And fast chargers will either require large on site batteries or further grid upgrades to work, so there is still someway to go and a mix of differently fueled vehicles will continue to be used.

Robert Azzopardi3:55 pm 30 Oct 20

You are 100% correct Nonny … the building might have the capacity to charge 50 cars … if 100 cars are connected at the same time the system only allows all 100 cars to charge at 50% the rate.
Albeit of course is that some of the older buildings will have no spare capacity at all … there will be no requirement on them to upgrade their facility.

Robert Azzopardi3:59 pm 30 Oct 20

chewy14 … I have undertaken much research on the points you raise. The facts are that EV’s cant compete with ICE at the moment on price. Battery tech at the moment costs approx $150/kw … once that figure comes done to $100/kw EV’s are directly comparable with ICE. That will happen in the next 3 years.

Capital Retro10:22 am 31 Oct 20

What if the price of petrol drops 50% which is likely due to overproduction and massive untapped reserves.

Governments are losing the appetite for subsidising renewables also.

Robert Azzopardi11:59 am 01 Nov 20

Capital Retro .. the price of petrol dropping to 50% will make no difference to the equation.
Atm the difference in purchasing an EV over ICE is the price … the current price of batteries makes EV’s more expensive … however is catching up and within 3 years the cost of those batteries will reduce by 30% making EV’s far more competitive.

Amanda Kiley3:55 pm 30 Jul 22

Do you know from when this came in? We are trying to get our apartment fitted for EV charging at building stage (they have only just started grading). I found it interesting that all newly built public housing is required to have an EV charger, yet privately built had no requirement.

A Nonny Mouse10:13 am 26 Oct 20

I have been charging our household’s electric cars in a strata titled property since 2009. In 2019, I proposed a motion to our AGM that passed and set out the principles by which EV charging could be rolled out on our site for all units.
Our situation is more complex than most. In contrast, an apartment block is relatively straightforward because usually all units have the same circumstances, typically, all the parking is in a basement and all the units are above.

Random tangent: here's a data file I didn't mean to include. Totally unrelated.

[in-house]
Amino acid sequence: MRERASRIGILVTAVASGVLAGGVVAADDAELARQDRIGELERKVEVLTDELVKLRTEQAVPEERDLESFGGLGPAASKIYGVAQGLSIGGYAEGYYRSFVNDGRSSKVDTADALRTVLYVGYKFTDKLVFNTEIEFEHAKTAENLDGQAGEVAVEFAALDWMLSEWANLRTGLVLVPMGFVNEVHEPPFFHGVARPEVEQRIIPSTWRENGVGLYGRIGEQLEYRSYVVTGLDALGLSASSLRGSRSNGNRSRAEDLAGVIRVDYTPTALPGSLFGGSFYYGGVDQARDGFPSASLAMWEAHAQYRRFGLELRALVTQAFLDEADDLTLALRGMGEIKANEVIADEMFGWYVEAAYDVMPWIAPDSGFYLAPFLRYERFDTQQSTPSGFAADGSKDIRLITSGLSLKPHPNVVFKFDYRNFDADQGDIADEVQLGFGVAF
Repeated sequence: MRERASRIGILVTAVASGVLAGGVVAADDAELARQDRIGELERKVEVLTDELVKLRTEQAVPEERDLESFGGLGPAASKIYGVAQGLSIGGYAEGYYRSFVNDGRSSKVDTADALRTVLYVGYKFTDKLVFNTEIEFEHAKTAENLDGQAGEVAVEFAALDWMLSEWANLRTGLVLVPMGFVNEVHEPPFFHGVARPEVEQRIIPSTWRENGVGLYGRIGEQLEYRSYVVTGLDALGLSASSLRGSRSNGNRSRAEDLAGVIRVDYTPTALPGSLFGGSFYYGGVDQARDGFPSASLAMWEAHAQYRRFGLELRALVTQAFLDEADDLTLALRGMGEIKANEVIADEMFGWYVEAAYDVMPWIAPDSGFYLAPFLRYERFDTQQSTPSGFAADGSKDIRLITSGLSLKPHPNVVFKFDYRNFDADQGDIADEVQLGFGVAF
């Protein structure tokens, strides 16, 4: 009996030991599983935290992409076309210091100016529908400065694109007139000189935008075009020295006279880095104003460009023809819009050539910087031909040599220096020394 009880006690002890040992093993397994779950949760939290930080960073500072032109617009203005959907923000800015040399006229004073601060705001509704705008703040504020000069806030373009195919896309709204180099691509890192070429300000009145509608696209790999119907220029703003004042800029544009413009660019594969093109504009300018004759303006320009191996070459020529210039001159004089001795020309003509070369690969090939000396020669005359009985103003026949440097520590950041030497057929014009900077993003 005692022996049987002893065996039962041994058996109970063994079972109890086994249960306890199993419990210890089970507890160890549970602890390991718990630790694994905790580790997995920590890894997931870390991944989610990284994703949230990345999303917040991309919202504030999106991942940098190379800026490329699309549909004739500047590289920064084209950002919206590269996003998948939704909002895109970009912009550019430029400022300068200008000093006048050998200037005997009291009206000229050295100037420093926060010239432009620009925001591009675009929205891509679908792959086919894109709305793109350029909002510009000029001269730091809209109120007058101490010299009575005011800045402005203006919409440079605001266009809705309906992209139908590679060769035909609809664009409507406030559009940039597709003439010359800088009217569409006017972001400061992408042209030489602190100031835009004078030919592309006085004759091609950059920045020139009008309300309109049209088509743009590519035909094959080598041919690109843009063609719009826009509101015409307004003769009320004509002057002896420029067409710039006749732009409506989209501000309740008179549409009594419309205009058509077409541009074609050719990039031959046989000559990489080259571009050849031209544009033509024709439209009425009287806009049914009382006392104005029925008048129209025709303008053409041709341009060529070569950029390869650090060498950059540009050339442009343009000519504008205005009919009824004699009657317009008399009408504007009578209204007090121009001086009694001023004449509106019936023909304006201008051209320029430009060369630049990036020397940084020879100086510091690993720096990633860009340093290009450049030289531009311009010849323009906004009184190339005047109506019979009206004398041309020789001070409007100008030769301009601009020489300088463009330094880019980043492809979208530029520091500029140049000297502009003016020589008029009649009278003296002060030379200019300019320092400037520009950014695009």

Our large set of 1970s townhouses had a large minority who could sort themselves out on their own electricity meters in their attached carports. A majority, however, use share parking areas a short distance away from the individual units. Of those, some allocated parking spaces are close enough to the corresponding units that the owners could be given permission to run cable across a few meters of common property so they also can charge from their own meters.
Fortunately for those living to far away, our parking areas mostly each have a robust common property electricity supply adjacent that is used only for very light path lighting loads. Those supplies have enough spare capacity to be shared among the non-adjacent users of the parking areas. Each can get a single phase supply of 15A to 32A, which is plenty for charging at home. Each outlet will have a meter so that we can bill each EV owner pro rata for their share of electricity consumption added to the owners corporation’s account. Adding meters and running cable to outlets costs this large minority owners a few thousand dollars each.
So far we have two such outlets in shared parking areas, one being in my parking space, and one EV driver with his own attached carport.

Capital Retro9:54 am 26 Oct 20

Someone said Mercedes have already stopped making petrol powered cars. I think they plan to do that but petrol powered cars are still being produced. By 2025 every car sold by the luxury brand will have some form of electric assistance, even if just a 48V mild hybrid system. And by 2030 Mercedes is planning for half the cars it makes to be pure electric or plug-in hybrid vehicles.